The U.S. Army Court of Criminal Appeals has ruled that an Article 32 hearing for a soldier charged in a fatal stabbing at a nightclub at Mainz-Kastel, Germany, will remain open to the public.

The hearing — the military equivalent to a grand jury — will determine if Pvt. Nestor Velazquez will stand trial for murder.

The Wiesbaden-based soldier is charged with one count of murder and three counts of aggravated assault after a dispute at the Euro Palace disco, on the evening and early morning of April 18-19.

During Velazquez’s Article 32 on June 11, the prosecution asked the investigating officer, Lt. Col. Steve Steininger, to close the proceedings in order for six additional witnesses to testify in private.

After consulting with the convening authority, Col. George Latham, Steininger decided to close the hearing. But Velazquez’s attorneys appealed the decision, and Steininger suspended the hearing until the appeal could be heard.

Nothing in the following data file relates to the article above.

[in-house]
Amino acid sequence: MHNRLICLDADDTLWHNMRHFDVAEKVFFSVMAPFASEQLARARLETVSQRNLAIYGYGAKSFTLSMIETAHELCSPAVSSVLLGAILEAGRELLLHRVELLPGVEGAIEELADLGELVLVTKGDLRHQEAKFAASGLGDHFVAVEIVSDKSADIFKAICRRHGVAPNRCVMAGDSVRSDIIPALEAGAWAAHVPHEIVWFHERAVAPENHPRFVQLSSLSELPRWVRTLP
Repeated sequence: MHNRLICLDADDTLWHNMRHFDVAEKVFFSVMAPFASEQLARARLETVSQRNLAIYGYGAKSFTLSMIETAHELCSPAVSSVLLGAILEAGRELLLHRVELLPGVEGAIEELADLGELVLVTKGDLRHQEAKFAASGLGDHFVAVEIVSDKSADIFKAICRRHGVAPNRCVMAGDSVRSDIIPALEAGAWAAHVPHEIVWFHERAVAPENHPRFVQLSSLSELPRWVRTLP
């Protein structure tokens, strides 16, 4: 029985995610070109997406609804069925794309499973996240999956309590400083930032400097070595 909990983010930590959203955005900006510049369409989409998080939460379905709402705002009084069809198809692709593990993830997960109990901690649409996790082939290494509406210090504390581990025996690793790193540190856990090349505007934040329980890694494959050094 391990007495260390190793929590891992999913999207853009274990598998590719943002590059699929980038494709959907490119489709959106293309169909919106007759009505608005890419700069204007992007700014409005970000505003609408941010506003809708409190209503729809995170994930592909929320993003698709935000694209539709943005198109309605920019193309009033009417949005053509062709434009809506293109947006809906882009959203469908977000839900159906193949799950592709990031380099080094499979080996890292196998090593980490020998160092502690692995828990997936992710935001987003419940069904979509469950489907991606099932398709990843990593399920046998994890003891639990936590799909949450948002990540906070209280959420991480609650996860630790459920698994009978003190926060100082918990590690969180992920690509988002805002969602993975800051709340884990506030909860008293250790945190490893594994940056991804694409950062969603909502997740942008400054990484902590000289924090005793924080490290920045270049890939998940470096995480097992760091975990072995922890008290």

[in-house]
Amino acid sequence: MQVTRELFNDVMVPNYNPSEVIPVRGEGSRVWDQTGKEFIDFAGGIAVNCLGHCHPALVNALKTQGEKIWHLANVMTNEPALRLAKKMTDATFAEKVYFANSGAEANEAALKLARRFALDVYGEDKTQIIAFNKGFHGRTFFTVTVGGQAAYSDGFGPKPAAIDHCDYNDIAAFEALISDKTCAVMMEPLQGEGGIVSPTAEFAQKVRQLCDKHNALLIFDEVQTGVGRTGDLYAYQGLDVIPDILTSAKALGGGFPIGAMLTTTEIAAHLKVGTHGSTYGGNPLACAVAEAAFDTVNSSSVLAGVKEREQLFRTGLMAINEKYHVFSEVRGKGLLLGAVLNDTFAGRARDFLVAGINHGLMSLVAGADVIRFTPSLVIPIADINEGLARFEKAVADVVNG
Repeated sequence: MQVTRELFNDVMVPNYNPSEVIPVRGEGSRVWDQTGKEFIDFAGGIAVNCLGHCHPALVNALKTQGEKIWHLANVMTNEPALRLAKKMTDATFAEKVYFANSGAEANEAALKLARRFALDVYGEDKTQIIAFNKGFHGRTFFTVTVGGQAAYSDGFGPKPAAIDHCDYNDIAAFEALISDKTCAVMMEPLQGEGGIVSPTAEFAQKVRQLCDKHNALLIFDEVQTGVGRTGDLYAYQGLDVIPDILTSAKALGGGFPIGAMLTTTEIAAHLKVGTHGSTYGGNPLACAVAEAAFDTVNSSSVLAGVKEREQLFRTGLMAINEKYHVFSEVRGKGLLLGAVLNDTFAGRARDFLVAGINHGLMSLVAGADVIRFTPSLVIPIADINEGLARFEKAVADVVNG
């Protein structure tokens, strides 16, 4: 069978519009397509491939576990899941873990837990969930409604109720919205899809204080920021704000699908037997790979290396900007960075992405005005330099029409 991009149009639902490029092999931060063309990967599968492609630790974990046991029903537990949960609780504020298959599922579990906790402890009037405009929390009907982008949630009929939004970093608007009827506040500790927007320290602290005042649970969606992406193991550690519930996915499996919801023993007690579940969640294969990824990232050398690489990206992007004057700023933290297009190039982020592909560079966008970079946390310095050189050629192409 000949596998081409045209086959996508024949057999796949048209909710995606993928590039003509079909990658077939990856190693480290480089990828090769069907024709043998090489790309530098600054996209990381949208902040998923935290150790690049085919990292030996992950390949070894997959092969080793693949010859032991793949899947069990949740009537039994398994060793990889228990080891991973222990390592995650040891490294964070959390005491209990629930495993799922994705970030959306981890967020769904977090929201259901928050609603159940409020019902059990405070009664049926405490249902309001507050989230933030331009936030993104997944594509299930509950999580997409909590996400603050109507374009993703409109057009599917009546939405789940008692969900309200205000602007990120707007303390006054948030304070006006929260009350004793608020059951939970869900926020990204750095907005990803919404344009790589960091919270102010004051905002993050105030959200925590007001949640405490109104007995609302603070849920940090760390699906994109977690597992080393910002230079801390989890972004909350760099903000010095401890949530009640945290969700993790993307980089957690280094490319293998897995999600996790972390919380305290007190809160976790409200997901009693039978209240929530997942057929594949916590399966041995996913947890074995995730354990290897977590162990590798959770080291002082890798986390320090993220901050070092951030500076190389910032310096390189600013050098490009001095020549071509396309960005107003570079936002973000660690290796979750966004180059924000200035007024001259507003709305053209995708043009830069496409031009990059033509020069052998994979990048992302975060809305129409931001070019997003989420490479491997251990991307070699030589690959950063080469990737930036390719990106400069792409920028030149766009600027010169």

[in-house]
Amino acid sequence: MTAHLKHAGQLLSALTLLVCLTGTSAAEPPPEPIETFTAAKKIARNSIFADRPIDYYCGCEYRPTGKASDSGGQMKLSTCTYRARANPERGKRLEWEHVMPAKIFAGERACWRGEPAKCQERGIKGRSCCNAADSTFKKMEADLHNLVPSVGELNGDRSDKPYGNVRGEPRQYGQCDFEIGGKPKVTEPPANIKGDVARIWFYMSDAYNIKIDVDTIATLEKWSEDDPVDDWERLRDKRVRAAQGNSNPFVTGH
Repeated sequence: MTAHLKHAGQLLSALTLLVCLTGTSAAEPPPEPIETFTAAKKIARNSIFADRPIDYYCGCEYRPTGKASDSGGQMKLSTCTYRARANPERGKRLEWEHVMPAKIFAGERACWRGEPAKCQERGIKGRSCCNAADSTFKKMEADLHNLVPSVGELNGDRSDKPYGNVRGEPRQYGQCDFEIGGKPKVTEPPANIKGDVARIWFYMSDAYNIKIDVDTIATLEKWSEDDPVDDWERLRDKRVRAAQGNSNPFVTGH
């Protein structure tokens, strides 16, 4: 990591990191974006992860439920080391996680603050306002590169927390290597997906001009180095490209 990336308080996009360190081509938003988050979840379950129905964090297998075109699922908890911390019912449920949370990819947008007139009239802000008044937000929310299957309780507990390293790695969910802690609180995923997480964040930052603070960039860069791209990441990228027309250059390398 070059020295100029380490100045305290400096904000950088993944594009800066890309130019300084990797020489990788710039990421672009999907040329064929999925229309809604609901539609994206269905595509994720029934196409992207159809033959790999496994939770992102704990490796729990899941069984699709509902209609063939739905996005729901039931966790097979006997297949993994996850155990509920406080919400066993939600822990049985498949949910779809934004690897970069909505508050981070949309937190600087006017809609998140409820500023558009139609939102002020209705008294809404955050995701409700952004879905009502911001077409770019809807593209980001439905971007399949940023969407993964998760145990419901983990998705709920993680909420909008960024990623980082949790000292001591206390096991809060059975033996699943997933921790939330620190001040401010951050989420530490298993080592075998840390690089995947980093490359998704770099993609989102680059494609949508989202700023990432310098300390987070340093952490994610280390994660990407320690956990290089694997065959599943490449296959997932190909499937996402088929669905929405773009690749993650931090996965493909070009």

In its June 21 ruling, the appeals court said the convening authority failed to give “any sufficient specific and substantial reasons” to close the hearing.

Among the reasons the court cited in its ruling was the sexual harassment case against then-Sgt. Maj. of the Army Gene C. McKinney.

In that case, the Army announced it was closing McKinney’s Article 32 hearing to the public. But lawyers representing ABC News and other news organizations filed a writ with the Court of Appeals, which determined that the hearing must remain open.

A decision has not been made as to when the Velazquez’s Article 32 hearing will resume, said Hilde Patton, V Corps spokeswoman.

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